Every time you hear that someone has had a tryout with WWE there is the inevitable outcry, especially in a woman’s case. “No! She can’t sign with them, she will have 2 minute matches and have to dumb down her move set for the models!” Nine times out of ten that’s the argument, that a talented wrestler will be “ruined” if she signs with them. There was a recent discussion about this topic on a forum recently about Sara Del Rey specifically. It’s no secret she wants to sign with them, and a few folks were for it, some were against it.

Do fans really think that Sara, or really any female wrestler who wants to go from the independent promotions to WWE, does not realise what they are in for? That’s insulting their intelligence, if so. Who are any of us to know what’s in the hearts and minds of those who want to sign with WWE? Perhaps they want the 2 – 3 minute matches as it would certainly be easier on their bodies. Perhaps they want to be able to travel places they haven’t been before overseas. Perhaps they want the financial security that being a WWE employee would almost certainly bring. Perhaps they have accomplished everything they’ve wanted to and now they want to achieve their biggest dream. Perhaps they believe that, by signing with them, they can improve the division and give fans a more balanced view of what female wrestling can actually be. As Allison Danger herself said:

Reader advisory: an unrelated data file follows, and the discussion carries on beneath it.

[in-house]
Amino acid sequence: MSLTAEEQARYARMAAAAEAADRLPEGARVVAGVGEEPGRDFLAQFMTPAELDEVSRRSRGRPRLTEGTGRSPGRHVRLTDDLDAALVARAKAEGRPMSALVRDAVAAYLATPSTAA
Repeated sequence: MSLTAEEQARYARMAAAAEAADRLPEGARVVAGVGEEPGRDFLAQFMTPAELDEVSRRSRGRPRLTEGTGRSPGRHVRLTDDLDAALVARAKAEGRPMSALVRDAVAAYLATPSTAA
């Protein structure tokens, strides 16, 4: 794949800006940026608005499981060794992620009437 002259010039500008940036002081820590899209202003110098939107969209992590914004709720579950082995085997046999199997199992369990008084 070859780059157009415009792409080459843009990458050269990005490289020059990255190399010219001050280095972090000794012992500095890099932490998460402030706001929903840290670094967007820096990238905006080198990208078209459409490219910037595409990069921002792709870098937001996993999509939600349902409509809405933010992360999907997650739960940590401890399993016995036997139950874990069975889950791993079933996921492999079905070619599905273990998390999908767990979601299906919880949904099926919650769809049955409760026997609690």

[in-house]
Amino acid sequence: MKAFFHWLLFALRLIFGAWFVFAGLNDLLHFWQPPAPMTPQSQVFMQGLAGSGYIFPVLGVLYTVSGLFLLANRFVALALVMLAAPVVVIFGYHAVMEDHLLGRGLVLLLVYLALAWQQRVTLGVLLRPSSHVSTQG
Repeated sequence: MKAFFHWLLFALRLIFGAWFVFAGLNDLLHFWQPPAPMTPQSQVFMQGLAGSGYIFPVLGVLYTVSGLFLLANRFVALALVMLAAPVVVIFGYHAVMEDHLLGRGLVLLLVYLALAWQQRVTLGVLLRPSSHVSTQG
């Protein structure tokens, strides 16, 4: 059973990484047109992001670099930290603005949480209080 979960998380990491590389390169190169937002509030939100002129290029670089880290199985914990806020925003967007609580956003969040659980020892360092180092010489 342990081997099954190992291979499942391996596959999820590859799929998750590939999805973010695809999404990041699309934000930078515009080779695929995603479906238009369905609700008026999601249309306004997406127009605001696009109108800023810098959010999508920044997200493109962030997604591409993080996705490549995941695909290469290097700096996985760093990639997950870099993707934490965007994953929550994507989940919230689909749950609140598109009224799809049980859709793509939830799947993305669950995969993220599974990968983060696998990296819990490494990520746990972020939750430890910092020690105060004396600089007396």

“I must say I myself have a problem with fans accusing wrestlers of “selling out” because they signed with WWE or TNA. It is not selling out when you follow your dream and actually achieve it. It is a terrible trend and frankly I loathe hearing fans chant it at wrestlers. While I would miss sharing a locker room with Del Rey if she were signed (and she SHOULD be!) I would be the first in line to congratulate her.

Let today be the first day of the end of “You sold out”.

Bottom line is this: we as fans have no right to try to tell promotions what to do or how to book their women. If the promotions are happy with what they are doing, if they are drawing money, and if the women themselves that work for said promotions are content with how they are being booked, isn’t that what is important? We as fans have no right to tell anyone who they should or should not work for – the more promotions that book these women, the more money and the more exposure the women get and more fans get to see what true female wrestling looks like. We as fans have no right to tell any woman that wants to work for WWE that her dream is wrong – if you are a fan of someone, you should support them as they fight for their dreams and their goals.

Be a fan. Not a fanatic.

– Jennifer Logsdon

laqisha says:

well………i rather see them get signed by tna…